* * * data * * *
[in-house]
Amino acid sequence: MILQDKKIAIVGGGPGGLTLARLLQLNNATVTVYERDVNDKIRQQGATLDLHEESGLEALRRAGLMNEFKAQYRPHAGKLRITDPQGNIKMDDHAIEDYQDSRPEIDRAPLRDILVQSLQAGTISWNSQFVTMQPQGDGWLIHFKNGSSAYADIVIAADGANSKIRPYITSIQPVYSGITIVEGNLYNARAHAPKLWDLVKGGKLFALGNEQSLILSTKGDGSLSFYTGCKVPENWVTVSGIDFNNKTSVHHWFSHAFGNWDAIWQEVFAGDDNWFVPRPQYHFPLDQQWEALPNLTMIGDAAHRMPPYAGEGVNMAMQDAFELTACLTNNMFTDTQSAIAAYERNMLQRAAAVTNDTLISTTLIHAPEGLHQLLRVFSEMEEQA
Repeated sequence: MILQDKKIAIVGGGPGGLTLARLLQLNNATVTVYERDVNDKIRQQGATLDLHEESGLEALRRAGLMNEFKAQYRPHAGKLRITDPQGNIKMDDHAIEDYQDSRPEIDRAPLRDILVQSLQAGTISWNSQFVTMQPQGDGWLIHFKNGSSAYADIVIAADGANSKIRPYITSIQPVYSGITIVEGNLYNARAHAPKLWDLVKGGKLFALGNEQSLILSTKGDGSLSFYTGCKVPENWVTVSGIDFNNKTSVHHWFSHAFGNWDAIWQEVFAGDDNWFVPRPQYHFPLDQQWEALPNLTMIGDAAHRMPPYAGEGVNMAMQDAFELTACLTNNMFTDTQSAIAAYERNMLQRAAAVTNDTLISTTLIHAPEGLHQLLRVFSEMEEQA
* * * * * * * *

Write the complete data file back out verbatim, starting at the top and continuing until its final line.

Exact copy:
[in-house]
Amino acid sequence: MILQDKKIAIVGGGPGGLTLARLLQLNNATVTVYERDVNDKIRQQGATLDLHEESGLEALRRAGLMNEFKAQYRPHAGKLRITDPQGNIKMDDHAIEDYQDSRPEIDRAPLRDILVQSLQAGTISWNSQFVTMQPQGDGWLIHFKNGSSAYADIVIAADGANSKIRPYITSIQPVYSGITIVEGNLYNARAHAPKLWDLVKGGKLFALGNEQSLILSTKGDGSLSFYTGCKVPENWVTVSGIDFNNKTSVHHWFSHAFGNWDAIWQEVFAGDDNWFVPRPQYHFPLDQQWEALPNLTMIGDAAHRMPPYAGEGVNMAMQDAFELTACLTNNMFTDTQSAIAAYERNMLQRAAAVTNDTLISTTLIHAPEGLHQLLRVFSEMEEQA
Repeated sequence: MILQDKKIAIVGGGPGGLTLARLLQLNNATVTVYERDVNDKIRQQGATLDLHEESGLEALRRAGLMNEFKAQYRPHAGKLRITDPQGNIKMDDHAIEDYQDSRPEIDRAPLRDILVQSLQAGTISWNSQFVTMQPQGDGWLIHFKNGSSAYADIVIAADGANSKIRPYITSIQPVYSGITIVEGNLYNARAHAPKLWDLVKGGKLFALGNEQSLILSTKGDGSLSFYTGCKVPENWVTVSGIDFNNKTSVHHWFSHAFGNWDAIWQEVFAGDDNWFVPRPQYHFPLDQQWEALPNLTMIGDAAHRMPPYAGEGVNMAMQDAFELTACLTNNMFTDTQSAIAAYERNMLQRAAAVTNDTLISTTLIHAPEGLHQLLRVFSEMEEQA